Separation and quantification of monomeric sugars was conducted using a high performance liquid chromatography (HPLC) machine equipped with an automatic sampler ( LC2010; Shimadzu Scientific Instruments, Columbia, MD, USA) and refractive index detector (Waters RI Detector, 410; Waters Corporation, Milford, MA, USA). For acidic-based hydrolyzates, a HPX-87H Aminex column (Bio-Rad, Hercules, CA, USA) maintained at 65°C using a 5 mM sulfuric acid-based mobile phase (flow rate of 0.6 mL/min) was used for monosaccharide analysis, and a HPX-87P Aminex column maintained at 85°C using water as the mobile phase (0.6 ml/min) was used for analysis of enzymatic hydrolyzates. The concentrations of glucose, xylose and ethanol in the fermentation broths were simultaneously estimated using the HPX-87H column.
Fermentation culture and media
Genetically engineered S. cerevisiae 424A (LNH-ST) was obtained from Dr Nancy Ho (Purdue University, West Lafayette, IN, USA). This strain contains xylose-metabolizing genes integrated into the host chromosome . This strain was cultured routinely in YEPX (1% yeast extract, 2% peptone and 2% xylose) medium at 30°C with shaking at 150 rpm. The culture was maintained on YEPX-agar plates at 4°C for regular use.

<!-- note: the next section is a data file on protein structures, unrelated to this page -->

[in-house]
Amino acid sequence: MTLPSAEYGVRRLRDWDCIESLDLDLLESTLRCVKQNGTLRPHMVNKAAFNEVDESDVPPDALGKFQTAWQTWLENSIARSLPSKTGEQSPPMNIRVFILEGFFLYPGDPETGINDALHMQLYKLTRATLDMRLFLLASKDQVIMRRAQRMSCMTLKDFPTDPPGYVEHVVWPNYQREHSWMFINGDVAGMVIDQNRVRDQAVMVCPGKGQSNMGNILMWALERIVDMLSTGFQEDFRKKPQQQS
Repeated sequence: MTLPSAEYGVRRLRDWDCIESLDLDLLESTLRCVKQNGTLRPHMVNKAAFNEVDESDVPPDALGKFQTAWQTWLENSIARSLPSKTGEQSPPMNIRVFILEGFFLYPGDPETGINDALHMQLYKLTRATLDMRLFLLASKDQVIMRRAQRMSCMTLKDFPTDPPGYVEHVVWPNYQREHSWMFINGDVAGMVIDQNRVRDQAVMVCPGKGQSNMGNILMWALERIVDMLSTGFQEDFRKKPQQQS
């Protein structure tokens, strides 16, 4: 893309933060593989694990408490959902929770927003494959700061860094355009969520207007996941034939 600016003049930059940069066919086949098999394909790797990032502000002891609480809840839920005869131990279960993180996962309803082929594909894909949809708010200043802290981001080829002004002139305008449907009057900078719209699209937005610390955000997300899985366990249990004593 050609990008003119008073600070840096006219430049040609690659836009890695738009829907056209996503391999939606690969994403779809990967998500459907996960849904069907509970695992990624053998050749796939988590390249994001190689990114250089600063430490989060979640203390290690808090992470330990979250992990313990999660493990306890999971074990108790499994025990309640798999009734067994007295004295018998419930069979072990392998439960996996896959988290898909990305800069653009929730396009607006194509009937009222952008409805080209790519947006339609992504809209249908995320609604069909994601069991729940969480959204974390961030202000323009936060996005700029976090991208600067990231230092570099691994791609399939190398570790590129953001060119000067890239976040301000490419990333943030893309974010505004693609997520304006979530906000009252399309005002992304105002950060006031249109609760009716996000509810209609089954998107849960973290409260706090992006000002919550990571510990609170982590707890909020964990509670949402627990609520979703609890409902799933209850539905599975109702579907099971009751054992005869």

The seed culture was prepared by inoculating YEP-glucose medium with cells from the plate culture followed by incubation at 30°C with agitation at 150 rpm. After 48 h, the cells were harvested by centrifugation. The supernatant was discarded and cells were transferred to 100 ml of fresh fermentation medium in 250 ml Erlenmeyer flasks. The flasks were closed with rubber stoppers pierced with a thin surgical needle to allow release of the carbon dioxide formed during fermentation. The inoculated flasks were incubated at 30°C with agitation (100 rpm) in a temperature-controlled orbital shaker. The culture growth was monitored by measurement of optical density at 600 nm. The initial OD600 of all cultures was about 0.1. During fermentation, 1 ml culture samples were removed at regular time intervals and analyzed for glucose, xylose and ethanol. The metabolic ethanol yield (Yp/s) was calculated as the mass of ethanol produced per unit mass of sugar utilized during fermentation. The theoretical yield of ethanol for glucose or xylose is 0.51 g ethanol per gram sugar. Volumetric ethanol productivity (Qv) of fermentation was calculated as the amount of ethanol (g/L) produced per unit time (h) of fermentation.